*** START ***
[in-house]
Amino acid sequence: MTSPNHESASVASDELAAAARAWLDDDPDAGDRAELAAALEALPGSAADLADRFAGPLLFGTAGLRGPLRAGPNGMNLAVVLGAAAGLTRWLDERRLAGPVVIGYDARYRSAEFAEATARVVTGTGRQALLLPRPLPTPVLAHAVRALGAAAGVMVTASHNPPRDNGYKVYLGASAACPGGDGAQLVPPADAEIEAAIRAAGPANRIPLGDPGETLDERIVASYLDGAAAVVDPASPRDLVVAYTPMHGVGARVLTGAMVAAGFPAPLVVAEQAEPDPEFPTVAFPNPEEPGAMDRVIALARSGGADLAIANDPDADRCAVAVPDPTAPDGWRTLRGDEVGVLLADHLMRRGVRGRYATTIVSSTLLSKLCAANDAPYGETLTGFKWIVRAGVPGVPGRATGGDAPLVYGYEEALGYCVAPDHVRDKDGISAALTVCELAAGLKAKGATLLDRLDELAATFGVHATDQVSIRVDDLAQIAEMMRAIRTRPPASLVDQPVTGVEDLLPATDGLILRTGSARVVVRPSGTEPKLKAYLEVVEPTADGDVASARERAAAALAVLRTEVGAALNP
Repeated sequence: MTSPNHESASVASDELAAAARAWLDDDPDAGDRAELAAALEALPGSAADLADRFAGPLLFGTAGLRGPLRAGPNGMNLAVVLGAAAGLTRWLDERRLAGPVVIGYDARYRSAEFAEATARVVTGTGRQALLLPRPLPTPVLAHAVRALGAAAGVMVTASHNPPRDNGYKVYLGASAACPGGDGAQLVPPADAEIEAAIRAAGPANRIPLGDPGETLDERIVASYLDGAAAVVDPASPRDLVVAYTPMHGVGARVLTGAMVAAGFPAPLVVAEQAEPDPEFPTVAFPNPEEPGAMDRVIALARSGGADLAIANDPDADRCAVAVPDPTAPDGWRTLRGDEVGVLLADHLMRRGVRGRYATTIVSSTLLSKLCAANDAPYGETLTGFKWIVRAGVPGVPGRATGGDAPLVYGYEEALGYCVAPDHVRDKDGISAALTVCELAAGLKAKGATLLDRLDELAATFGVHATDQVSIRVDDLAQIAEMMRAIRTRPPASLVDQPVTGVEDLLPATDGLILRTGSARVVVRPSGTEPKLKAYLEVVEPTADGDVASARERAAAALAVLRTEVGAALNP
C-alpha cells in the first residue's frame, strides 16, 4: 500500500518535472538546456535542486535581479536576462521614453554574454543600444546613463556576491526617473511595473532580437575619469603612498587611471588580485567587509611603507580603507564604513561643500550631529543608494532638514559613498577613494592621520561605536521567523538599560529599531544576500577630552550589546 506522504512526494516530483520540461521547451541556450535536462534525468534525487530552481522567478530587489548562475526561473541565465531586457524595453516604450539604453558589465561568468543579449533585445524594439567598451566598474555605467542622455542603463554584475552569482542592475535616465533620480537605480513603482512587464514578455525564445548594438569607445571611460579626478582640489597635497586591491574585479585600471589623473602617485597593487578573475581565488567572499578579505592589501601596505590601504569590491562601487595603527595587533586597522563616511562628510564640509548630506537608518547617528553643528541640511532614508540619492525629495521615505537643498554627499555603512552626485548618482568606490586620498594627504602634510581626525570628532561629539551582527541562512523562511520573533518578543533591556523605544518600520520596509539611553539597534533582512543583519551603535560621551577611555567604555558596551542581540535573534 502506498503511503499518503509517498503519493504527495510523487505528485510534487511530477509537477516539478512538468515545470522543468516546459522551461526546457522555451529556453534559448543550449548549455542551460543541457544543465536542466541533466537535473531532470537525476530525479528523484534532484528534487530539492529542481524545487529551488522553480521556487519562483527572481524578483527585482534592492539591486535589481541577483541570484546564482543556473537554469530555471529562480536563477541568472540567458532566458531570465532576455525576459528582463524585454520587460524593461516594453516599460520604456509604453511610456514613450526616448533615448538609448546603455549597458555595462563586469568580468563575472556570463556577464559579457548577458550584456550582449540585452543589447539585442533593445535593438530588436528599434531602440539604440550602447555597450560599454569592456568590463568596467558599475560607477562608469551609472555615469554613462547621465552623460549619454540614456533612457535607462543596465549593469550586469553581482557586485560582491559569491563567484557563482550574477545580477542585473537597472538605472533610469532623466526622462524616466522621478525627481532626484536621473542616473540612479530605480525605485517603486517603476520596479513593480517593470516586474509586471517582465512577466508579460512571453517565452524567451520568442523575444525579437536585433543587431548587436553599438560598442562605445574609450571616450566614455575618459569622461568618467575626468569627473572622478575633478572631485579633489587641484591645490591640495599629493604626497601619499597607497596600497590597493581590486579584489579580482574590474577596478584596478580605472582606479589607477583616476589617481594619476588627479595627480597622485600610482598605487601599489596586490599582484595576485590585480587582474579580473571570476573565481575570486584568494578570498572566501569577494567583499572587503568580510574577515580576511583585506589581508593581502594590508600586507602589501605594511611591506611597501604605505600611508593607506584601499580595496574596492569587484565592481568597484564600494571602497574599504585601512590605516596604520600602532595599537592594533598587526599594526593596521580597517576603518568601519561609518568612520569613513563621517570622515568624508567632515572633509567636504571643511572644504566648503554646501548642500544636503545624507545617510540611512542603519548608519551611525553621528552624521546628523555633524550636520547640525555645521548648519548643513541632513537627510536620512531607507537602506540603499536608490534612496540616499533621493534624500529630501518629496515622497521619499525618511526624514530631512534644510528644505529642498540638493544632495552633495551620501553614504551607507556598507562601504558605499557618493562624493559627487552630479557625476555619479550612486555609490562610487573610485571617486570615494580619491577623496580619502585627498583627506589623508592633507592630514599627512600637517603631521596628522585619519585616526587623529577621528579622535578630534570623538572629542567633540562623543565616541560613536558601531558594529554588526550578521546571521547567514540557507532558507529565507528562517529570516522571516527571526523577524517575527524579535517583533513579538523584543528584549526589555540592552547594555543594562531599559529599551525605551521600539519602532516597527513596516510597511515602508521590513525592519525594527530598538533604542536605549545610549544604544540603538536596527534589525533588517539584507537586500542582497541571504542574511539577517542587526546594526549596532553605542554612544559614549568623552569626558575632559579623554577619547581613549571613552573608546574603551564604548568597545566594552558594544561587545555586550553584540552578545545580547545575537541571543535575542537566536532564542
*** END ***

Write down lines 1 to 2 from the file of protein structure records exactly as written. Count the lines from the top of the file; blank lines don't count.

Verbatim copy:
[in-house]
Amino acid sequence: MTSPNHESASVASDELAAAARAWLDDDPDAGDRAELAAALEALPGSAADLADRFAGPLLFGTAGLRGPLRAGPNGMNLAVVLGAAAGLTRWLDERRLAGPVVIGYDARYRSAEFAEATARVVTGTGRQALLLPRPLPTPVLAHAVRALGAAAGVMVTASHNPPRDNGYKVYLGASAACPGGDGAQLVPPADAEIEAAIRAAGPANRIPLGDPGETLDERIVASYLDGAAAVVDPASPRDLVVAYTPMHGVGARVLTGAMVAAGFPAPLVVAEQAEPDPEFPTVAFPNPEEPGAMDRVIALARSGGADLAIANDPDADRCAVAVPDPTAPDGWRTLRGDEVGVLLADHLMRRGVRGRYATTIVSSTLLSKLCAANDAPYGETLTGFKWIVRAGVPGVPGRATGGDAPLVYGYEEALGYCVAPDHVRDKDGISAALTVCELAAGLKAKGATLLDRLDELAATFGVHATDQVSIRVDDLAQIAEMMRAIRTRPPASLVDQPVTGVEDLLPATDGLILRTGSARVVVRPSGTEPKLKAYLEVVEPTADGDVASARERAAAALAVLRTEVGAALNP